Sylvia L. Beeson '68
I lived in Gray dorm when I was at UNCG (1978-82). We girls quickly learned we could make a great mocha milkshake at the Caf when the food was less than appetizing! We would take an instant coffee packet, tear it open, fill it with hot water, and then pour over a glass filled with chocolate soft serve ice cream, then put a little milk in it, and stir! Mmmmm. I had that many nights for dessert, and sometimes, for the meal!
Judy Hunsucker Guard '82
My Caf food memories include peeling apart a grilled cheese sandwich and sliding in a chicken patty. If the sandwich was hot enough, the bread didn't tear. I lived on those for a year. Also a ton of lettuce and Italian dressing. I think the soft serve ice cream/yogurt machines were introduced while I was there a kid's dream come true. The best part of the Caf, though, was getting together with your friends and talking and talking and talking…
Jill Pavey Cofer '82
As a northerner who came South for college, I remember most vividly Thursday dinner in the dining hall at then Woman's College. Every Thursday it was the same. We had skinny sausages, grits and greens. I had never seen, let alone tasted, any of the three. One meal, once tasted, and it was Thursday nights across the road for dinner!
Lois Buck Levin '50
I worked in the Dining Halls … I had transferred to WCUNC from a Junior College in N.J. ( I had worked there two years serving tables). I worked tables two weeks at WC and then was made a hostess and checker and have many fond memories of the food we were served and served. The homemade pies were undoubtedly the best … and the food was most superior to the food I had eaten at the Jr. College. We ate prior to the rest of the students in our own dining hall and the black-eyed peas and grits were new for me which I learned to enjoy. The most fond quick dessert for me was the honey served on the homemade biscuits … I still eat them now when I crave something sweet. Students at AT&T also worked in the kitchens and the most memorable time of Christmas was enhanced when we all joined in singing Christmas carols together. Our voices couldn't have been better … I do think those experiences enhanced my life at WCUNC and later when I taught art, married, had four children, was involved with Girl Scouts and Cub Scouts as well as serving as the State President of our CT Women's Clubs and later as Visual Arts Chair of the GFWC International Board of Woman's Clubs. Fond memories are not to be forgotten.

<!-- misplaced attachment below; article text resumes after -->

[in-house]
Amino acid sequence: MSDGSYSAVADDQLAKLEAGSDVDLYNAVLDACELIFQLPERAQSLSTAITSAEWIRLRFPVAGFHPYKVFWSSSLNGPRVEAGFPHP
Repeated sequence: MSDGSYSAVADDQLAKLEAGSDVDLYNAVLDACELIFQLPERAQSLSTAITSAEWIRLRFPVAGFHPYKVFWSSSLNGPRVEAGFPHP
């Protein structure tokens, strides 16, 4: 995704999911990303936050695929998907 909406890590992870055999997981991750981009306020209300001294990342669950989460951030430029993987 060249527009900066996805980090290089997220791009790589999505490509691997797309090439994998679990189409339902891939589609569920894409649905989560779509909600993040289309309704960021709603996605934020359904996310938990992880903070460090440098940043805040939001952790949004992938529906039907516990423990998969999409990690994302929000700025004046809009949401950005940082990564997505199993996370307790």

Naoma Muller Morgenstein '51